A former New York Observer editor who worked under then-publisher Jared Kushner has claimed that, even back then, Donald Trump’s son-in-law had a total contempt for the press.
Kyle Pope claims Kushner tried to run the Observer like his own mouthpiece, attempting to ‘use the paper to settle scores or reward cronies’ including a ‘hit piece’ on a private banker who’d ‘run afoul of the Kushner family.’
The 36-year-old, who is currently senior adviser to President Trump, also refused to pay journalists’ pay rises, believing they were ‘essentially interchangeable, and easily replaceable’ and even failed to read the newspaper most weeks and just used it ‘as a bullhorn for his own business interests’, Pope alleged.
A former New York Observer editor who worked under then-publisher Jared Kushner (pictured while the owner of the Observer in 2007) has claimed that even back then, President Trump’s son-in-law had a total contempt for the press
Pope believes Kushner’s seeming disdain towards the press foreshadowed the Trump campaign and presidency’s aggressive, anti-media stance.
‘Throughout Donald Trump’s campaign and into his presidency, I have looked back on my short tenure at the Observer for signs of the anti-press fervor I can only assume Kushner has shaped,’ Pope wrote in a lengthy editorial in the Columbia Journalism Review (CJW).
‘It didn’t take long at the Observer for me to figure out that Kushner didn’t have much respect for the people on his payroll who were reporters.’
He said that when he approached Kushner, who was working out of an extremely expensive office building on Fifth Avenue in Midtown, while living in an ‘enormous’ loft apartment in lower Manhattan, about pay rises for staff the president’s son-in-law would balk.
Kyle Pope (left) claims Kushner (right) tried to run the Observer like his own mouthpiece, attempting to ‘use the paper to settle scores or reward cronies’
He would point out ‘if we didn’t boost their pay, there was a line of replacements willing to work for the same salary or less.’
Pope said he believes that Kushner may have a deep seated hatred of the press who his family blamed for supposedly helping in his father Charles’ downfall.
Charles was jailed for trying to coerce his brother-in-law not to cooperate with federal investigators by blackmailing him with a secret tape of him with a prostitute. But Jared remained close to his father, even while he was imprisoned in Alabama,and Charles would often pop into see his son during meetings with Pope, according to the former Observer editor.
‘Given this background, why would Jared choose to buy a newspaper, of all things? Was his poor treatment of reporters some sort of revenge for the press’s treatment of his father?’ Pope asked.
Years later, when he saw Kushner at his father-in-law’s rallies and in his role as senior White House adviser, Pope said there was ‘something familiar about the anti-media rants we were hearing from Trump.’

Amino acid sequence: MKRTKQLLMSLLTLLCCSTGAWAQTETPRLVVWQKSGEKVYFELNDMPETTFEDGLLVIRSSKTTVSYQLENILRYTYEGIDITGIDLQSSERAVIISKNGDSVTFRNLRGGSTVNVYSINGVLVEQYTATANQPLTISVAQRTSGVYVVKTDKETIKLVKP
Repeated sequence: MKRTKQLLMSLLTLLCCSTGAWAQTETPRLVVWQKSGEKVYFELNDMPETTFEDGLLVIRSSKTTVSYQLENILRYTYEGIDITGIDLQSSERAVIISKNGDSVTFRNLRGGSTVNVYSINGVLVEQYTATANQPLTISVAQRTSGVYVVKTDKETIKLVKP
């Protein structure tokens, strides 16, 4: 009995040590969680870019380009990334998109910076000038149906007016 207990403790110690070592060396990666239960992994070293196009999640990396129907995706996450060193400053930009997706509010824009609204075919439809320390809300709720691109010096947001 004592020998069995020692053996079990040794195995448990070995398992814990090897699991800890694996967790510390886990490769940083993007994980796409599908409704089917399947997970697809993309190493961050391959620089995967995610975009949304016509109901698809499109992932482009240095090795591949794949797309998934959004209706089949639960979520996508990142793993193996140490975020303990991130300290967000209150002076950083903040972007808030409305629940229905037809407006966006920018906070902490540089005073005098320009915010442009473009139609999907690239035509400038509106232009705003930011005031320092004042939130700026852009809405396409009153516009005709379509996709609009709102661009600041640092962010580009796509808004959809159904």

He said that when he approached Kushner, who was working out of an extremely expensive office building on Fifth Avenue in Midtown (pictured) about pay rises for staff the president’s son-in-law would balk
‘They brought me back to…. the frustration of working for a paper owned by a man who had no respect for or interest in journalism or the people who practice it. In fact, his view was the opposite, a deep suspicion and derision of journalism and reporters, an impression burned into him by a painful family trauma.’
He added that Kushner only saw merit in the media in what he could use to benefit himself or his family directly.
‘It dawned on me then that Kushner and his father-in-law weren’t so far apart after all. Both had used the media, quite successfully, for their own ends. Now the press had become more trouble than it was worth, and both felt perfectly fine tossing it aside.’
Pope claims that while Kushner was publisher, he had no interest in his newspaper, or current affairs in general. He rarely read, and would even boast that he never read The New York Times, he added.
But while he didn’t ‘remotely care’ about the content, he ‘desperately’ wanted the paper to be a financial success, according to the former editor.
‘His interest in turning the business side of the Observer around seemed rooted more in bragging rights than in any commitment to the paper itself,’ he said.
Jared Kushner speaks at Observer Media Group Holiday Party at W.I.P. on December 14, 2011
Pope said he’d been working as an editor at the newspaper for six months in the spring of 2010, when he clashed with Kushner, who is married to President Trump’s daughter Ivanka.
Pope, now editor-in-chief and publisher of the CJW, said he had spent weeks avoiding his publisher, after Jared had asked him for a ‘a hit piece’ on an official at Bank of America ‘whose only sin was running afoul of the Kushner family.’
When they finally ran into each other, Pope was forced to explain why ‘ordering up a slam of someone who had crossed his family in business didn’t pass the journalistic smell test.’
He continued: ‘Kushner, then a 28-year-old journalism novice who had so far been deferential to my news judgment, pursed his lips, paused a beat, and ended the conversation.’
Within a year of that conversation, Pope says he was fired. And he wasn’t alone. Another four editors were also let go during the ten years Kushner acted as publisher.
Pope later learned that the ‘hit job’ had been ordered by Charles – which he believes is why Kushner was so keen on running it.
DailyMail.com has reached out to Kushner’s representatives for comment.